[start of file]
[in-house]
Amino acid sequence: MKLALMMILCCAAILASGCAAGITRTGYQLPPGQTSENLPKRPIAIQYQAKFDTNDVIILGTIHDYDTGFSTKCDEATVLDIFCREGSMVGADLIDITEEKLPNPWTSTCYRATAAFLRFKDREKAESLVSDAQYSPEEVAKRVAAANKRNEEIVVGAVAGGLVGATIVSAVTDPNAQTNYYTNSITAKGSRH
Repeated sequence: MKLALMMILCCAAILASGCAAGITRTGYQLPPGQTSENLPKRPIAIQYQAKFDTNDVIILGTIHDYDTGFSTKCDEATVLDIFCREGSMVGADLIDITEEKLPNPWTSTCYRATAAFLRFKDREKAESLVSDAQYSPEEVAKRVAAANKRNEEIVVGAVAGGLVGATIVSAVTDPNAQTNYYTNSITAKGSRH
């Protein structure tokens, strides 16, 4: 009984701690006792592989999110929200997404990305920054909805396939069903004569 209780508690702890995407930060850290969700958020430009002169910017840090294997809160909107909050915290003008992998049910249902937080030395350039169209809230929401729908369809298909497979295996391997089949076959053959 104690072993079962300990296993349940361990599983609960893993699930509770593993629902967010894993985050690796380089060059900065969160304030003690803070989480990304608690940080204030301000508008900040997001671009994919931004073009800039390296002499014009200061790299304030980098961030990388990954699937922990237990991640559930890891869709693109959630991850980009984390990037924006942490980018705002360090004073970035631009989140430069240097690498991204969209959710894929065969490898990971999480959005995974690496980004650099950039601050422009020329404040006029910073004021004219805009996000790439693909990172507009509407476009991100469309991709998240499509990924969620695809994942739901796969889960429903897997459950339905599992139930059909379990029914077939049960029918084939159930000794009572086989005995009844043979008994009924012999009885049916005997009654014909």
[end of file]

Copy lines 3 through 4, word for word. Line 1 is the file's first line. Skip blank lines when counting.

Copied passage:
Repeated sequence: MKLALMMILCCAAILASGCAAGITRTGYQLPPGQTSENLPKRPIAIQYQAKFDTNDVIILGTIHDYDTGFSTKCDEATVLDIFCREGSMVGADLIDITEEKLPNPWTSTCYRATAAFLRFKDREKAESLVSDAQYSPEEVAKRVAAANKRNEEIVVGAVAGGLVGATIVSAVTDPNAQTNYYTNSITAKGSRH
């Protein structure tokens, strides 16, 4: 009984701690006792592989999110929200997404990305920054909805396939069903004569 209780508690702890995407930060850290969700958020430009002169910017840090294997809160909107909050915290003008992998049910249902937080030395350039169209809230929401729908369809298909497979295996391997089949076959053959 104690072993079962300990296993349940361990599983609960893993699930509770593993629902967010894993985050690796380089060059900065969160304030003690803070989480990304608690940080204030301000508008900040997001671009994919931004073009800039390296002499014009200061790299304030980098961030990388990954699937922990237990991640559930890891869709693109959630991850980009984390990037924006942490980018705002360090004073970035631009989140430069240097690498991204969209959710894929065969490898990971999480959005995974690496980004650099950039601050422009020329404040006029910073004021004219805009996000790439693909990172507009509407476009991100469309991709998240499509990924969620695809994942739901796969889960429903897997459950339905599992139930059909379990029914077939049960029918084939159930000794009572086989005995009844043979008994009924012999009885049916005997009654014909």